Wednesday, 2 April 2014

Fashion Fix: Summer Staple Sleeveless top from scratch

Photo Amanda Thomas
I have always loved clashing a print and a colour. These days anything goes, fashion wise, but the enthusiasm for confident clashing is going to be around for a while.

This top was a project that came around because of the tragic demise of one of my favourite tops: A green and white striped Whistles number that went with EVERYTHING! so, what to do?? We all know that when we go out shopping with an annoyingly specific item in mind it will NEVER turn up (this has turned into a regular occurrence in the life of a costume designer and stylist.)

Therefore, if you can't replace then you must replenish. Use that worn out unwearable item as a pattern for your new garment.

You will need:
  • calico to make pattern pieces
  • iron
  • dressmaking pins
  • dressmaking scissors
  • paper scissors
  • fabric (check you old garment's label for fabric info and then take it with you to the shop to work out how much you need.)
  • bias binding for edges
  • fastenings (I needed a zip, but decided to make a feature of it so got a gold chunky one).
  • thread 
  • fabric marker
  • zip foot.
I got all of these things from Fabricland

How to do it:
  1.  Take a deep breath and cut your old garment along each seam to have individual pattern pieces.
  2. iron each piece flat
  3. pin each piece onto calico and cut out leaving a 1.5cm seam allowance. 
  4. label each piece so you remember where they go!
  5. pin to your new fabric and cut out the new pieces. You will now have a collection of fabric pieces complete with seam allowances.
This is the point where our paths part. Each garment is going to be made in its own way, so I can only tell you how I went about reconstructing my garment. I am pretty sure this will be useful reading however if you are making any kind go flat fronted top.

My top consisted of four panels, two front and two back. 
  1. Whilst always referring back to the original garment (admittedly now cut up, but my memory of it served me well) pin the two front panels right sides together down the centre front of the top. Machine a running stitch, remove pins and press seams open.
  2. repeat with the back two panels leaving space at the top for the zip. If your fabric has a pattern try your best to match up the design so it looks continuous. (see photo...can you see the front seam?! hopefully not)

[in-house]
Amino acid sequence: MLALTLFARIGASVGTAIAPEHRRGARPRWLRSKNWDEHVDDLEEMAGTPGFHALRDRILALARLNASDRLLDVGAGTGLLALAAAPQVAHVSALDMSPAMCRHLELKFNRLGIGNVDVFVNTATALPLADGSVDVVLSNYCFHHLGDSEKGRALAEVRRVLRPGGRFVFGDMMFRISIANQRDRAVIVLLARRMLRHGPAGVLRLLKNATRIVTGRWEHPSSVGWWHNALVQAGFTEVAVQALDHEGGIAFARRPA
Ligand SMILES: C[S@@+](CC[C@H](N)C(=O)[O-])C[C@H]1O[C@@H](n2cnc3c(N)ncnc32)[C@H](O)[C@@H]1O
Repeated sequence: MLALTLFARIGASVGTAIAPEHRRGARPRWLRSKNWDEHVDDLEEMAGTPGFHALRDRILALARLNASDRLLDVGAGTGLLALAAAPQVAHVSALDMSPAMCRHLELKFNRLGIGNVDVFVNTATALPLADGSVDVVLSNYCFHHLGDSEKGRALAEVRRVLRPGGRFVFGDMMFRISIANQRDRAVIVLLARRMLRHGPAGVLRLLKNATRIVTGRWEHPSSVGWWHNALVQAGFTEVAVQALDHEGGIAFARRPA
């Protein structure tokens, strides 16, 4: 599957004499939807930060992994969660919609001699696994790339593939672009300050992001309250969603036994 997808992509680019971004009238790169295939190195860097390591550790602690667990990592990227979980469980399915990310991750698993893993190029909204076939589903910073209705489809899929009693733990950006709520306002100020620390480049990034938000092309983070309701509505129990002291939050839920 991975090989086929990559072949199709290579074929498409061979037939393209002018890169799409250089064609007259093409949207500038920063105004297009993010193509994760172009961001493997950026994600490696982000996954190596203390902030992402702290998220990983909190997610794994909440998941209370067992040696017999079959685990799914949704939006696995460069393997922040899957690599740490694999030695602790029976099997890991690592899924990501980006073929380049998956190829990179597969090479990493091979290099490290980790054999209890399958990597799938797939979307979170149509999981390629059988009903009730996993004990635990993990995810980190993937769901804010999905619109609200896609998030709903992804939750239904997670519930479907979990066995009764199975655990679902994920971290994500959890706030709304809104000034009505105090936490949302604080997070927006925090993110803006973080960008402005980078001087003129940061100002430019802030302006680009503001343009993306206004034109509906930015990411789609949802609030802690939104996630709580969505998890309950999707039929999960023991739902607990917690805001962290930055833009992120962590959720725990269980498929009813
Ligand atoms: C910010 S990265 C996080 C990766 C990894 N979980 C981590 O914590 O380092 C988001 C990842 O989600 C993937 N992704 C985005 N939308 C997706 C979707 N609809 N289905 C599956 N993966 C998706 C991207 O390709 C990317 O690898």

3. now match up the side seams, pin right sides together and machine a running stitch. remove pins, press seams open.
  4. for the sleeves, you could either...carefully snip a 0.5cm cut at 1cm intervals all around the sleeve edge. Press right sides into the sleeve hole. Machine a running stitch around the edge. 
  5. Or you could bind the sleeve edges, either with a contrasting colour or you could  make your own bias binding: see below.
  6. Before folding the binding over the curve, snip small triangles from the raw edge of the binding. This will     help ease it round the curve.  Pin in place on the right (outer side) of the sleeve hole and pin in place. Machine a running stitch in the fold of the bias binding. Fold the binding in and hand sew in place.
  7. To insert the zip in the back,you will need a zip foot for your machine.  They are narrow in size and have a notch on the left for the needle and a notch on the right. 
  8. sew up the seam at the back of the top that will hold the zip with a long stitch length (basting stitch).
  9. Then, turn to the ‘wrong’ side and press the seam open.
  10.  Wherever it is, place the end where it needs to begin and place your zipper face down.  Then line up the center of the zip teeth along the center of that open seam.  Pin in place.
  11. Then flip the fabric over and place a pin right above where the bottom of the zip is.  This will just show you where the end is.
  12. start at the bottom of the zipper and work my way towards the top. Position your needle all the way over to the left (so you don’t break your needle) and now you’re ready to begin sewing along the right side of the seam.  Slide your fabric (right side up) underneath the presser foot and find the pin you used to mark the bottom of the zip.  Machine a running stitch up the side.
  13. Keep sewing all the way down the zip until you are about 2 inches from the end., then raise your foot and zip up the zip so it has zipped past the foot. Continue sewing to the end.
  14. once at the end of the zip length, keep your needle in the fabric, raise the foot and pivot the fabric round until the foot is facing across the bottom of the zip. machine a running stitch across the bottom of the zip. 
  15. once at the end of the zip width, keep your needle in the fabric, raise the foot and pivot the fabric round until the foot is facing up the side of the zip. machine a running stitch up to the top of the zip.
  16. unpick the basting stitch. 
  17. for the neckline, repeat the bias binding step 6.
  18. to hem the bottom edge of the top fold the raw edge once and pres, and then once again and press again. Sew either with an invisible hand sewn hem or with a running stitch on the machine to make a feature of it.

 Make your own Bias binding.
a. Mark out strips of cotton 5cm wide, at 45’ angles across your piece of cotton. Cut
b. Sew each strip to the next to make one long length. 
c. Slowly push the cotton strip through a mouse binder and press with an iron as you go. 

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